The European Commission may be readying a third EU antitrust charge against Alphabet's Google as it has asked the company's rivals to share information regarding its AdWords ad placement service.
The company has previously been targeted by the Commission over how it promoted its shopping service in a way that was unfair to its rivals and for how it supposedly used its mobile operating system Android to undermine competitors in the mobile apps sector.
The Commission has reached out to Google's competitors to share information about its search advertising, which often is a sure fire sign that a new charge could soon be levied against the company. However, neither Google nor the Commission have responded to requests for comments on the possibility of a new charge.
Since 2010, the European Commission has had its eyes on the terms and conditions for Google's AdWords and AdSense services. This came as a direct result of complaints from rivals who said that the company had included unfair advertising exclusivity clauses and undue restrictions on businesses that advertised on its site.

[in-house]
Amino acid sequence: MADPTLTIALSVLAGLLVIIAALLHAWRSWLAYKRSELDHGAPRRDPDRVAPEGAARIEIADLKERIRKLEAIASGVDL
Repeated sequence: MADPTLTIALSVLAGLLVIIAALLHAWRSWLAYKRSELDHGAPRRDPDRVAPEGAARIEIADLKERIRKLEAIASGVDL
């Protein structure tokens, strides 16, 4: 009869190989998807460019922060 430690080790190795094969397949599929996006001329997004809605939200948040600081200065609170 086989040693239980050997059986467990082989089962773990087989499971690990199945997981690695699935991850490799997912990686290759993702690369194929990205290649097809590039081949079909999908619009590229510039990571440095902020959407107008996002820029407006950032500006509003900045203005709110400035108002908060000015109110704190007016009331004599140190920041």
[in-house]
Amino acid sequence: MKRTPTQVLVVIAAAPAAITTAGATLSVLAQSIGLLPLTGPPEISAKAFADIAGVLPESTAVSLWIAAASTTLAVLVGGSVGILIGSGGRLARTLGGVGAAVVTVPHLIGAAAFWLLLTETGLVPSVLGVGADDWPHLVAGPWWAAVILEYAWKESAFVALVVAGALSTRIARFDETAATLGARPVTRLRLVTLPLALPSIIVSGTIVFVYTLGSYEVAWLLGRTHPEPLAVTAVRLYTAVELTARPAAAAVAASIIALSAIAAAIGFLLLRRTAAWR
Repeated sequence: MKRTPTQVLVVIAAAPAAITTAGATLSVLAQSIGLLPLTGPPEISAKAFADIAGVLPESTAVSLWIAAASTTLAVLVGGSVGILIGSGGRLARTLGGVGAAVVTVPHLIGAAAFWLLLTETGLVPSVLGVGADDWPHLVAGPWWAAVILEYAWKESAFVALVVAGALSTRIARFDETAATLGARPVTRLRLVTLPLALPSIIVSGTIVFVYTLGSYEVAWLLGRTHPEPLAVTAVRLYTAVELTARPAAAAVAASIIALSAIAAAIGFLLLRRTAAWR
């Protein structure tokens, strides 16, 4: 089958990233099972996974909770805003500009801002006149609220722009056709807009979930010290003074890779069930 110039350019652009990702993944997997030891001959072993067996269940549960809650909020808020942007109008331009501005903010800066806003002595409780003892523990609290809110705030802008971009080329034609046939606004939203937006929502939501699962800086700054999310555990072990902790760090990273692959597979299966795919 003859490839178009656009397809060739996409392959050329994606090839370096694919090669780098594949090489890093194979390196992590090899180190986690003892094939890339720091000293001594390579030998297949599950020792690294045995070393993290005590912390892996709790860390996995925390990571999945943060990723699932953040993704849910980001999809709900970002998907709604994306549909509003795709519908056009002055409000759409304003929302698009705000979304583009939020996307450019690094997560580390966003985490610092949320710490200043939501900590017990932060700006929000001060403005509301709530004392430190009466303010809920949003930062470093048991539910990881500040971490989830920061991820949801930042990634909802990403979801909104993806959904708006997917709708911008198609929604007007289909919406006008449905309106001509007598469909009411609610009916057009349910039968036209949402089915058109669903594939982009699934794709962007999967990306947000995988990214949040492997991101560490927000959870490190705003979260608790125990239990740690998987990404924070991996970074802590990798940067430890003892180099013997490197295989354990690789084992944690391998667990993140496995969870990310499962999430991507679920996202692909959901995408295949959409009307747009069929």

Despite its search engine and multitude of products, Google earns a majority of its revenue from its advertising business which made around $75 billion over the course of last year. The revenue earned from the search engine's advertising accounts for 90 per cent of its parent company Alphabet's total annual revenue.
The Commission has decided to delay its ruling in its case against Google's shopping service in an attempt to acquire more documents to help back up its legal arguments.
If Google is found guilty on any of the charges made by the European Commission, it could end up being fined up to $7.4 billion or 10 per cent of its global revenue for each case.
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